Balance and Family

Life is full of balance, and my weekend family vacation was all about that lesson.  It was a trip that seemed simple and even exciting to start, and as the party in my room grew, so did the stress.  At first it was me and Kid3.  He’s easy and enjoys the shenanigans with his cousins.  My mom convinced Kid2 to go and I began to worry about sensory integration and his needs coming first because it’s not always easy when you go on vacation but autism doesn’t.  Then my Dad wanted to come and I was going to drive him and I was worried about him and his health on such a long ride and in extreme temperatures.

Earlier in the week, I suffered for my procrastination by having to order my bathing suit online.  I have been blessed by my late grandmother and my Mom and I had a hard time finding a swimsuit that could accomodate my top as well as comfortably fit my bottom in stores, so I opted for a bikini I found online because at least then I could choose by bra size.  I got the suit and while it was slightly tighter than I liked, it fit my new body shape.  The suit I had last year doesn’t fit.  I wore it one Sunday and the band no longer fits, but the halter top knot left my neck in so much pain for a few days.  It’s a lot of weight to wrap around a neck that is used to holding my head. A while back I had to get past the fear of wearing a bikini in public without the protective and admiring gaze of a husband that was mine.  It was probably a bigger deal than I explained here, but I was excited to wear my new bikini. It was even better to realize the sarong I have now fits in many other ways because my body is smaller than it was when I got it.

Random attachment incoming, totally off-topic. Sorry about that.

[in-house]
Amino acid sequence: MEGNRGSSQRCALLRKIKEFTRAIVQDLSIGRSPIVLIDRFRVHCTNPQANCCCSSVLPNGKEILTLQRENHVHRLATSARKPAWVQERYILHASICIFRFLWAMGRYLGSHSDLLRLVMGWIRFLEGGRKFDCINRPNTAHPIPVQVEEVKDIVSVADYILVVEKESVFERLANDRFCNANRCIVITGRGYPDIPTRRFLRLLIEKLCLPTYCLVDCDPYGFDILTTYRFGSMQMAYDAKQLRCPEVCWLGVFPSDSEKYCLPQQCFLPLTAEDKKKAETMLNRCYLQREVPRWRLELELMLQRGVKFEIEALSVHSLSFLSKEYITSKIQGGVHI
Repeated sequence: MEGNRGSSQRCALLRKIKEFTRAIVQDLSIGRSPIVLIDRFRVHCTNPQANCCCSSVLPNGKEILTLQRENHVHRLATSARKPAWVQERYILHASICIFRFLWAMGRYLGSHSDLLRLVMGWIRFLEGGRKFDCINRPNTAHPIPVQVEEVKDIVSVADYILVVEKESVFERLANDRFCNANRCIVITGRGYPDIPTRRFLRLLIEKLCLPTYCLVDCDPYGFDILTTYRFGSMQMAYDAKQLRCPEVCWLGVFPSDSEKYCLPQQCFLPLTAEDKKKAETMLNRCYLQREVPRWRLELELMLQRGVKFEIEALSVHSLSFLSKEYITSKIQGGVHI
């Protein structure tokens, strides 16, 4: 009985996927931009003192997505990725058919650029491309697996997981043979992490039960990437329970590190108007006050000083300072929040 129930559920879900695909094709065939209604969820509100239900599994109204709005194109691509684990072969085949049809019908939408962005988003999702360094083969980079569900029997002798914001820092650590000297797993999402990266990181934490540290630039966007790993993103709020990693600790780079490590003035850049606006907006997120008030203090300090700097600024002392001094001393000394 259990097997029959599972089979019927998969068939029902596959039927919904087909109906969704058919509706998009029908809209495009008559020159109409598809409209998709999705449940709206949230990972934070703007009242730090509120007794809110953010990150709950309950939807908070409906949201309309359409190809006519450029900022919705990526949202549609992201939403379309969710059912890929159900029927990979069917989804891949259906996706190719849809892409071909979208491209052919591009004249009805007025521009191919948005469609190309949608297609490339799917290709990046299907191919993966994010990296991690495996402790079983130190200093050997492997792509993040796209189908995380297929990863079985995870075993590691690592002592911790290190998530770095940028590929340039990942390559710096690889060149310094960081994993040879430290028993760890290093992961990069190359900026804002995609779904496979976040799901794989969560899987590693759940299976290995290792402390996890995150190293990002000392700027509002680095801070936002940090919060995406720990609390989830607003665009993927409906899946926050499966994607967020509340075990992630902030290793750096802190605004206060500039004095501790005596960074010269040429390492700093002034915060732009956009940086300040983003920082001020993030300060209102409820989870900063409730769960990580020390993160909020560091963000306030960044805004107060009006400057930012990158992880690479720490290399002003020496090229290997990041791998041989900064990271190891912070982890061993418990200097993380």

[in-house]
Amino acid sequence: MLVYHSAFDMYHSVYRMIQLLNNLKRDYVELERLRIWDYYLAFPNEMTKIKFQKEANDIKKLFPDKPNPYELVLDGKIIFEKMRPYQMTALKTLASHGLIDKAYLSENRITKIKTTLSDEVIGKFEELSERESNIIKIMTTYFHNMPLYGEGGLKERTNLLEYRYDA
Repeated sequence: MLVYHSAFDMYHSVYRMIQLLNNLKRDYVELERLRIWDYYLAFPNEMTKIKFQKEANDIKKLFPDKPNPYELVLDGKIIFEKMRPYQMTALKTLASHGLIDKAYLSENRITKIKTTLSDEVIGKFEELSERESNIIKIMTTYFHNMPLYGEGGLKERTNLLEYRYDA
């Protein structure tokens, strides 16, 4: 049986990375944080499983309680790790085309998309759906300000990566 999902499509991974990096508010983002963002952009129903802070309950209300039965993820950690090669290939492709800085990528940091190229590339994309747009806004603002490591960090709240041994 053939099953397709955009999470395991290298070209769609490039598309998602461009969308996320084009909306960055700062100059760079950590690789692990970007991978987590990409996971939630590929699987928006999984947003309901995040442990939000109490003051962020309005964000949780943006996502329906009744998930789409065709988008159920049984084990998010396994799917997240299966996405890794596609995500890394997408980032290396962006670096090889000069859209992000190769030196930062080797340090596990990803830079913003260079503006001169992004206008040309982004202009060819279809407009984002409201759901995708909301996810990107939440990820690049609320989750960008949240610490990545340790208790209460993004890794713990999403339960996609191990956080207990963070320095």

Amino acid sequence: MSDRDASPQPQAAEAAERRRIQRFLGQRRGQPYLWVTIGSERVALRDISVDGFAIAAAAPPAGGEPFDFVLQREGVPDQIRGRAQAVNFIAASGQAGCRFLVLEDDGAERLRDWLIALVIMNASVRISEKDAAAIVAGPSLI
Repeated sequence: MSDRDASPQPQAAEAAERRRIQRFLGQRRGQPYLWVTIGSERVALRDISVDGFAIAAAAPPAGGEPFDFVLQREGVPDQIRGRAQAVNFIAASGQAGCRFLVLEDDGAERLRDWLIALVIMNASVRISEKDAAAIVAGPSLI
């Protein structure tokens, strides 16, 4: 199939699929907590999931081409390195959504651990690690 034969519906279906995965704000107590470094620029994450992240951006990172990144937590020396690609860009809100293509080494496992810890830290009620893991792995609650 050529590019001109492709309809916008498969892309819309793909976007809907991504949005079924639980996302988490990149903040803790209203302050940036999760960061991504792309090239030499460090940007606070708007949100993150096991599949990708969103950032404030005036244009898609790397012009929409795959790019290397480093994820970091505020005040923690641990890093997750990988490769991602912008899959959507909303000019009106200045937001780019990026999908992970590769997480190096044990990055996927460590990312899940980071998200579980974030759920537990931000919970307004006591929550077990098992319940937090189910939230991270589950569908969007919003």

As we started on our long road trip, there were good moments, but I was with my Dad and there were not amazing moments.  I went into them here.  At the end of the day, he’s my Dad and no one else can make me feel like a teenager.  Well, almost no one else, but this post isn’t about him. And we’re talking different ends of the spectrum on the fun levels of re-living my youth.